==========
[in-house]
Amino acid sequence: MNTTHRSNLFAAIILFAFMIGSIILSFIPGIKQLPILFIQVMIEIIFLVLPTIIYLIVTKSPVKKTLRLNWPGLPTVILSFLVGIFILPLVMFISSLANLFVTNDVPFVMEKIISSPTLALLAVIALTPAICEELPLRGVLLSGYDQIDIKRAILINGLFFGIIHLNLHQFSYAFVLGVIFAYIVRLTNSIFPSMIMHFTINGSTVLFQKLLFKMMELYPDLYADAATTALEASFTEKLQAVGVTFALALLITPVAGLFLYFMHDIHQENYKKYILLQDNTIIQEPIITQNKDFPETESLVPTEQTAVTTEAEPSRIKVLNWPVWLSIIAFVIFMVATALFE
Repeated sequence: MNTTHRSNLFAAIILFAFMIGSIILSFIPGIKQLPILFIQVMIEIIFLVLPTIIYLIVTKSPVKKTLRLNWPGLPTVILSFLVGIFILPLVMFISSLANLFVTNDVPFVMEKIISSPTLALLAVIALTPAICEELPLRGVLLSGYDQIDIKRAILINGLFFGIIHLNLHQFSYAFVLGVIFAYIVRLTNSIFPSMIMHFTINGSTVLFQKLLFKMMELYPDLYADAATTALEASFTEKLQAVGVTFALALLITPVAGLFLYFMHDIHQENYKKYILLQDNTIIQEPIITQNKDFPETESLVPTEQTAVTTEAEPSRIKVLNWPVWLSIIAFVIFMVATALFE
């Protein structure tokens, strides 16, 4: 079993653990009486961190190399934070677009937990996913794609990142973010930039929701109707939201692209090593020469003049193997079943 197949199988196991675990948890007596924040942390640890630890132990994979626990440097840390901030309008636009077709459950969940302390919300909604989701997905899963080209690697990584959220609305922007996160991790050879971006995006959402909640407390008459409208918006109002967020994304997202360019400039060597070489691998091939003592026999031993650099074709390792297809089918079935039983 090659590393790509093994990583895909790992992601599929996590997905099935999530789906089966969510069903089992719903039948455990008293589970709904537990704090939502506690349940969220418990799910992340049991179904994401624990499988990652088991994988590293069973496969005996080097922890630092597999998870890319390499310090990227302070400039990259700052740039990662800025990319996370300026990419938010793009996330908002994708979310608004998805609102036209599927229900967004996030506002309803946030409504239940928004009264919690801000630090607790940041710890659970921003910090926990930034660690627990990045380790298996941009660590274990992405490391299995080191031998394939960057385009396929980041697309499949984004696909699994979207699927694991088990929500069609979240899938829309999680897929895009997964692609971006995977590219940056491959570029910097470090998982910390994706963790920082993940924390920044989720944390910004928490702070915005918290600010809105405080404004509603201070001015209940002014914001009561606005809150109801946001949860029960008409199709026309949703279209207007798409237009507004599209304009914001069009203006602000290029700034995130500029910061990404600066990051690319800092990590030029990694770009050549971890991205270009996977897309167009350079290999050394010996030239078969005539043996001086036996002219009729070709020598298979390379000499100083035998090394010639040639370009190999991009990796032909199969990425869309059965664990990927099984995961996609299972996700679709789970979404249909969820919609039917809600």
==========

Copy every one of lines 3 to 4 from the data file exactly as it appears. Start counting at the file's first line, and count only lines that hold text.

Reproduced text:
Repeated sequence: MNTTHRSNLFAAIILFAFMIGSIILSFIPGIKQLPILFIQVMIEIIFLVLPTIIYLIVTKSPVKKTLRLNWPGLPTVILSFLVGIFILPLVMFISSLANLFVTNDVPFVMEKIISSPTLALLAVIALTPAICEELPLRGVLLSGYDQIDIKRAILINGLFFGIIHLNLHQFSYAFVLGVIFAYIVRLTNSIFPSMIMHFTINGSTVLFQKLLFKMMELYPDLYADAATTALEASFTEKLQAVGVTFALALLITPVAGLFLYFMHDIHQENYKKYILLQDNTIIQEPIITQNKDFPETESLVPTEQTAVTTEAEPSRIKVLNWPVWLSIIAFVIFMVATALFE
């Protein structure tokens, strides 16, 4: 079993653990009486961190190399934070677009937990996913794609990142973010930039929701109707939201692209090593020469003049193997079943 197949199988196991675990948890007596924040942390640890630890132990994979626990440097840390901030309008636009077709459950969940302390919300909604989701997905899963080209690697990584959220609305922007996160991790050879971006995006959402909640407390008459409208918006109002967020994304997202360019400039060597070489691998091939003592026999031993650099074709390792297809089918079935039983 090659590393790509093994990583895909790992992601599929996590997905099935999530789906089966969510069903089992719903039948455990008293589970709904537990704090939502506690349940969220418990799910992340049991179904994401624990499988990652088991994988590293069973496969005996080097922890630092597999998870890319390499310090990227302070400039990259700052740039990662800025990319996370300026990419938010793009996330908002994708979310608004998805609102036209599927229900967004996030506002309803946030409504239940928004009264919690801000630090607790940041710890659970921003910090926990930034660690627990990045380790298996941009660590274990992405490391299995080191031998394939960057385009396929980041697309499949984004696909699994979207699927694991088990929500069609979240899938829309999680897929895009997964692609971006995977590219940056491959570029910097470090998982910390994706963790920082993940924390920044989720944390910004928490702070915005918290600010809105405080404004509603201070001015209940002014914001009561606005809150109801946001949860029960008409199709026309949703279209207007798409237009507004599209304009914001069009203006602000290029700034995130500029910061990404600066990051690319800092990590030029990694770009050549971890991205270009996977897309167009350079290999050394010996030239078969005539043996001086036996002219009729070709020598298979390379000499100083035998090394010639040639370009190999991009990796032909199969990425869309059965664990990927099984995961996609299972996700679709789970979404249909969820919609039917809600």